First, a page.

Beating Jordan II- The Victory

So I did it.

I whipped that big-boobied bombshell by 9 whole minutes in this weekend’s London Marathon. I probably could have knocked a few more off it if I hadn’t stopped for the loo a couple of times, or been a taller, fitter version of my little self, but who cares. I did it.

Running a marathon is no joke. Wandering round the start line  in the sun, smiling, pointing at the mental fancy dress costumes, standing line in the longest best-natured queue for the loos I’ve ever witnessed. Those bits are wonderful. Strangers cheering you on, running past dancers and jazz bands and drunks and drum-n-bass, hi-fiving hundreds of kids and taking sweets from strangers. All joyous. The sense of achievement and pride- priceless.

The rest is not.

What isn’t all glowing light and majesty is the pain. My god is there pain. Places hurt that you don’t believe even have a biological name. And my god is it far. To cap it all off, once you cross that finish line in celebration and victory and clutch your medal triumphantly, you are handed a goodie bag which weighs 3 stone. Cheers.

But I did it.

According to a survey commissioned by mental health charity MIND published the following day however, it is a shock I managed it all.  They found so many women fear exercising during the hours of daylight, putting themselves through torturous early morning alarm calls and dangerous late night pavement pounding not because of vampiristic tendencies, but the fear of ‘being seen’.

They also (shock horror) found

  • 2 out of 3 feel conscious about their body shape when they exercise in public
  • Many doubt their own ability compared to others; 65% think it’s unlikely they’ll be able to keep up in an exercise group and almost a half feel they will look silly in front of others as a result of being uncoordinated
  • 60% are nervous about how their body reacts to exercise – their wobbly bits, sweating, passing wind or going red
  • 2/3 feel that if they joined an exercise group, other women would be unwelcoming and cliquey, with only 6% feeling they would be very likely to make new friends

No shit.

Well zip up your man suit ladies (and gents too), as this doesn’t have to be the case. Not all activity is competition.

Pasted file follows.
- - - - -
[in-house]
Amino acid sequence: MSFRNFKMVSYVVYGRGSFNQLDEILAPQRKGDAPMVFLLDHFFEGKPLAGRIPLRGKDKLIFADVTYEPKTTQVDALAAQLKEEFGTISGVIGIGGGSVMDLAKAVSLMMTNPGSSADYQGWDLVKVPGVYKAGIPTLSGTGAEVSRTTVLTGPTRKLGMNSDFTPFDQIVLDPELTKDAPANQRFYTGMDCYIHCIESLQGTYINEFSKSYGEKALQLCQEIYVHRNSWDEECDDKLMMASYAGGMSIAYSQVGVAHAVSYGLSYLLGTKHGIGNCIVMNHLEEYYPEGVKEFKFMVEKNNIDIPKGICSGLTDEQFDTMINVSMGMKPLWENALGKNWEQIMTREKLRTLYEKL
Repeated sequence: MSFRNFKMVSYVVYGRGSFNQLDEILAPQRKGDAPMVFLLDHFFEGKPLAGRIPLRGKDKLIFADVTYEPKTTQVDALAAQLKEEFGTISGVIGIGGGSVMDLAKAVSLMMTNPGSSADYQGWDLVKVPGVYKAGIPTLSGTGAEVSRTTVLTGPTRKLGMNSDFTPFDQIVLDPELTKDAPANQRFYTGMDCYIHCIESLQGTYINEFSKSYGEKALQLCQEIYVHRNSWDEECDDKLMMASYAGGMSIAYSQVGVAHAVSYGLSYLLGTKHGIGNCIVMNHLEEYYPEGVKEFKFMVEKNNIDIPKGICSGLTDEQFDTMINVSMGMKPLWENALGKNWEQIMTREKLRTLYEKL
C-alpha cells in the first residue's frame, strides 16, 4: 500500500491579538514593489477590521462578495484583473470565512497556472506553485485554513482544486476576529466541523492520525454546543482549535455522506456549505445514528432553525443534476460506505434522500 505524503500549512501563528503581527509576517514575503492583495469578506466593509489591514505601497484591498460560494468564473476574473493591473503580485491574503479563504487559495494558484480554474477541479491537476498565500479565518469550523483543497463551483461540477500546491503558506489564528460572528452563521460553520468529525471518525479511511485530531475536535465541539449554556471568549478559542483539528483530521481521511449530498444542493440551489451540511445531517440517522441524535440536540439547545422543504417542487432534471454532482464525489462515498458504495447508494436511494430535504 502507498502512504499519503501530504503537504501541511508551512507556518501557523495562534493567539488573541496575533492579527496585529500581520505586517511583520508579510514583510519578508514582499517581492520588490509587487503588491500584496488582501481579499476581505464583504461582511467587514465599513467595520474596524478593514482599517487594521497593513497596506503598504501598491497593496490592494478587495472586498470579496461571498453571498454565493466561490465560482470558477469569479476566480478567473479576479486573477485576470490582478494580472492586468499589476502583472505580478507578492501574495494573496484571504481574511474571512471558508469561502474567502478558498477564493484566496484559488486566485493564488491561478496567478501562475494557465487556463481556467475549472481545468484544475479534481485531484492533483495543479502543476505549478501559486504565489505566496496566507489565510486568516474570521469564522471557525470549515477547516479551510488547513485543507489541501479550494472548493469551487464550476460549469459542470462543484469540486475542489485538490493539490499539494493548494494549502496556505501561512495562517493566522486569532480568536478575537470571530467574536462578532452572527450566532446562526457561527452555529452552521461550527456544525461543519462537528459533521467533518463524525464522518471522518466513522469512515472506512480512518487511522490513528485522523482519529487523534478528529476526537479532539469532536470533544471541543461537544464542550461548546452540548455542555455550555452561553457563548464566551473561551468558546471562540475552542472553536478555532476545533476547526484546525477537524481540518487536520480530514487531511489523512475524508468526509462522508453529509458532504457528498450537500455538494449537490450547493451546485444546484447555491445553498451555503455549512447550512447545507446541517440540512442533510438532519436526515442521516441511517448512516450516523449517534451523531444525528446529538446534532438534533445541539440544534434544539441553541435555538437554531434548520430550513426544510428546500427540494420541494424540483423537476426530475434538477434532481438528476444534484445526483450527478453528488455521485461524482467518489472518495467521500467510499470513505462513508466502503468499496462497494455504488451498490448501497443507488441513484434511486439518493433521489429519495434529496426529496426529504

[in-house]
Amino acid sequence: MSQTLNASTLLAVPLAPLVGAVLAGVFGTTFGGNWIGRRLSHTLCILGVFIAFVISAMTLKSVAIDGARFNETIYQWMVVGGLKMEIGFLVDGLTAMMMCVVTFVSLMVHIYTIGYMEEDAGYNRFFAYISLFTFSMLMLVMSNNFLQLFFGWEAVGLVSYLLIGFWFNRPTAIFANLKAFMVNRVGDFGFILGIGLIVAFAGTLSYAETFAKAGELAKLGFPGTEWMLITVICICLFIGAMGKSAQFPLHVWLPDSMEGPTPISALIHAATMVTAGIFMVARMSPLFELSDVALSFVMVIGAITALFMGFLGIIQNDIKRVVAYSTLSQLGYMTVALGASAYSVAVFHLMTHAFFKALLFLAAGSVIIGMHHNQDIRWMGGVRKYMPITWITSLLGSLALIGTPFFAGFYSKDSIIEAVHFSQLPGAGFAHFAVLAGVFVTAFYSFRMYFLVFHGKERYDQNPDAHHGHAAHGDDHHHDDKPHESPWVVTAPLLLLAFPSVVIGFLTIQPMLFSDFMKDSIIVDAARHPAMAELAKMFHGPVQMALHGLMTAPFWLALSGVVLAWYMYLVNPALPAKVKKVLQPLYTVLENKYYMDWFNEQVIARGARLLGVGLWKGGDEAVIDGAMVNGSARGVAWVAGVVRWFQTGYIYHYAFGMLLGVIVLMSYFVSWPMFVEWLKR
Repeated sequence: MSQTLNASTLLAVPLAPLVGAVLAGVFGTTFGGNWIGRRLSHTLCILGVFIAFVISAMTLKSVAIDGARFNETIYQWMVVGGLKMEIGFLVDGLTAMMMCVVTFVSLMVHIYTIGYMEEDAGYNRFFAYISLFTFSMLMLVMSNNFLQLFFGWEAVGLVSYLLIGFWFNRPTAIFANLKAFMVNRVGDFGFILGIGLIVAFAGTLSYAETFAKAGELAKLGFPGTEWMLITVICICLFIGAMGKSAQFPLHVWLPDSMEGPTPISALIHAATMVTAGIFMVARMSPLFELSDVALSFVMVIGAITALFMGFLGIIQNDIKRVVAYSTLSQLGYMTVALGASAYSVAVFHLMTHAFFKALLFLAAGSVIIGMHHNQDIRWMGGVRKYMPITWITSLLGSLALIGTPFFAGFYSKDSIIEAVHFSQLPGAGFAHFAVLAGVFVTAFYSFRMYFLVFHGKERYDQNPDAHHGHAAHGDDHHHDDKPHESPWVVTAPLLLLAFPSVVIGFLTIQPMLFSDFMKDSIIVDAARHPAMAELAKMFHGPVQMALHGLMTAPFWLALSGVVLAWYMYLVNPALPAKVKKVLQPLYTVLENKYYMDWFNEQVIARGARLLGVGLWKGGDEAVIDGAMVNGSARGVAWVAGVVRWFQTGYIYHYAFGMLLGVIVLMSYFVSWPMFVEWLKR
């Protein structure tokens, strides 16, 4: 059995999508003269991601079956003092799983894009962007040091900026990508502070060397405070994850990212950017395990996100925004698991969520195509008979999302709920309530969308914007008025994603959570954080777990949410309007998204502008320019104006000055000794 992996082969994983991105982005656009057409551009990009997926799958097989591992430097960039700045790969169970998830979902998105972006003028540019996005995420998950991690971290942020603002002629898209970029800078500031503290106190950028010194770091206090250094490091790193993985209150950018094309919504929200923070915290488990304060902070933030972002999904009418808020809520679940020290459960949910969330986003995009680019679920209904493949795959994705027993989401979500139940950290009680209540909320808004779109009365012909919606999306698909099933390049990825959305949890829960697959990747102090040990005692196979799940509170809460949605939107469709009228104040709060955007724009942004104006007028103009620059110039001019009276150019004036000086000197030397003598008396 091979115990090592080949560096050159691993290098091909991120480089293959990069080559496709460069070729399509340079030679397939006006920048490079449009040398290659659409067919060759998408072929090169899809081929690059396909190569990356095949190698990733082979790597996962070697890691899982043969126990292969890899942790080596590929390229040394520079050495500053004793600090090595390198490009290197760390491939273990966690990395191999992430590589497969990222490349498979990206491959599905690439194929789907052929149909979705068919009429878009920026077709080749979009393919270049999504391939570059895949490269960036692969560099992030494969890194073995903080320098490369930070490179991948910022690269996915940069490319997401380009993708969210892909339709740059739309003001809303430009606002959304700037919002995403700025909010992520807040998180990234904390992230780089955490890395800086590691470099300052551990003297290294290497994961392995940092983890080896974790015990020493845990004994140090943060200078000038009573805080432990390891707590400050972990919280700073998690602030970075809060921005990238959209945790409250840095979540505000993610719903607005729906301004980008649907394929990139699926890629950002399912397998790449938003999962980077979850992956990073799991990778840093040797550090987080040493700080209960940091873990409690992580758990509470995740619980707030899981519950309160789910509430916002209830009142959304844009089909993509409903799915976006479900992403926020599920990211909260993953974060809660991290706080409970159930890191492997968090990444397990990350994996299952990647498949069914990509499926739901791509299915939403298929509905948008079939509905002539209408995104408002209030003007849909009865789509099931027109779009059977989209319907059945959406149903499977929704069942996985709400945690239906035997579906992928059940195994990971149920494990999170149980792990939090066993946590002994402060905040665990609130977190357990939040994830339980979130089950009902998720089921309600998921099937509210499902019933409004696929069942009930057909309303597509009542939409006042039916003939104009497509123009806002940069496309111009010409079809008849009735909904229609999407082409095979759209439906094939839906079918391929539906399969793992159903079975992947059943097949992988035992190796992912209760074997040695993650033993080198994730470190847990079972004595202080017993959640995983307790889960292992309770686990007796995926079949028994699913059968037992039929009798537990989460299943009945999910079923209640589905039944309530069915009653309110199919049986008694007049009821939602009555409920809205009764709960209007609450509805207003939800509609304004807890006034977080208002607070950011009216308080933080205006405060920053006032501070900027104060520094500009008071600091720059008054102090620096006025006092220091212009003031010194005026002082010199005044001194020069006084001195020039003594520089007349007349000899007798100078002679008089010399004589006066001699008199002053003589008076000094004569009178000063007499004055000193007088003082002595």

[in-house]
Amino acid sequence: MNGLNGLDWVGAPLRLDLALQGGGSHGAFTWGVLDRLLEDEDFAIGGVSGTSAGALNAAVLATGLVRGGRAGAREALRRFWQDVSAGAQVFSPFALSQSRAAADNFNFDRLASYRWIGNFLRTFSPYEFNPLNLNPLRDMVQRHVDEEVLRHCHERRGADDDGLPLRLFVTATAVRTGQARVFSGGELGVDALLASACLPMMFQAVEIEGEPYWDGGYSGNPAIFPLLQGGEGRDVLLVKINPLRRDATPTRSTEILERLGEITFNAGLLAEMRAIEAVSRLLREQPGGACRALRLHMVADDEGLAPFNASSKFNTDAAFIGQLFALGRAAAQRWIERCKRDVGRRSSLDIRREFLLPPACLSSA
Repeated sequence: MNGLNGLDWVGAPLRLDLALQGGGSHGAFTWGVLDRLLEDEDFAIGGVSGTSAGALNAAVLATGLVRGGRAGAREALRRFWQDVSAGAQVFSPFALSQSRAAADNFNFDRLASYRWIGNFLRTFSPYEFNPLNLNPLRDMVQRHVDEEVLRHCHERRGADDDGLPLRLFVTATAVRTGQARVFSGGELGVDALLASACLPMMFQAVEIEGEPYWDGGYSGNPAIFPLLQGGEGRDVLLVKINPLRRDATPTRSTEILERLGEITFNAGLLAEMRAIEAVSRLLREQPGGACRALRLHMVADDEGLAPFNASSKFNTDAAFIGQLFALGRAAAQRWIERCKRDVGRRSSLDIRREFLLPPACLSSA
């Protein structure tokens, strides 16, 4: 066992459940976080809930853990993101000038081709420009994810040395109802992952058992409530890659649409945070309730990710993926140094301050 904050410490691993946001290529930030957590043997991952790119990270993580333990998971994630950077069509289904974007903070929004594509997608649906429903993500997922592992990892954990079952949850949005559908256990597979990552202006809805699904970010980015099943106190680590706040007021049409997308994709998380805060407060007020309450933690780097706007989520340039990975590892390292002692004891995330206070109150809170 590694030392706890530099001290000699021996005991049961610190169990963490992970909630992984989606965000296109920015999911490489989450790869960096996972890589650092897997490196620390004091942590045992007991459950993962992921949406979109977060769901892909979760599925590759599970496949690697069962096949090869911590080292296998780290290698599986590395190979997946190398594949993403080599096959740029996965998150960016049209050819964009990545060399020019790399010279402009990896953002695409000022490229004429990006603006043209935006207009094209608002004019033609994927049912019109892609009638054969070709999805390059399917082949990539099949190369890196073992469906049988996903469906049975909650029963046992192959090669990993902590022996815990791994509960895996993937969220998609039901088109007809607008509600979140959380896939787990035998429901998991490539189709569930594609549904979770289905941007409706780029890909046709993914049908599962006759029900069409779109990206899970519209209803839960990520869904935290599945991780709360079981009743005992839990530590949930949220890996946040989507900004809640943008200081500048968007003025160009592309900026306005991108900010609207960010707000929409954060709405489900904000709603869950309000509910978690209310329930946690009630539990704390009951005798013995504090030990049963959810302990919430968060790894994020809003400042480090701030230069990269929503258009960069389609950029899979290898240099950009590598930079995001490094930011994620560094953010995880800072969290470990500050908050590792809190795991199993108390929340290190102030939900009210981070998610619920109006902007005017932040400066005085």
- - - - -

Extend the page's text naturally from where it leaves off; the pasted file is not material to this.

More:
Life is filled with competition. Sometimes they are competitions you aren’t going to win, like  going up against Meryl Streep’s Maggie at the BAFTAS, or yer wan who is standing for Mayor of London against Livingstone and the blonde one, but there are plenty more that you are. The people  in your gym class or running down your street aren’t the competition, they are the inspiration. I used to sit behind a lady at spin whose beautiful bum was like two eggs in a hanky. It didn’t put me off, it spurred me on. I pedaled like bejesus the mornings I was behind that fine specimen.

As for unwelcoming classes, what a load of toot. Everyone else is there for the same reason as you- that they caught sight of their tummy while reaching for the Chardonnay. They don’t care why you are there. There is a special kind of bonding that comes with sharing not only your sweat, but the secret tears of laughter at the freaky Zumba teacher pretending that what she is doing is actually an exercise ‘thing’ and is not just sex moves in front of a mirror.

Don’t get me wrong, I am not a natural fitness bunny. I love sofas and booze, and greasy food delivered to my door. 9 out of 10 women aged over 30 battle body-confidence and low self-esteem when considering outdoor exercise, and I am one of them. But I fought it, and if I can anyone can. And while the London Marathon is not a competition, I did beat Jordan.

2 thoughts on “Beating Jordan II- The Victory

  1. Well done! Finishing a bad boy marathon is no walk in the park. What’s the next challenge – wee bit of barefoot maybe?

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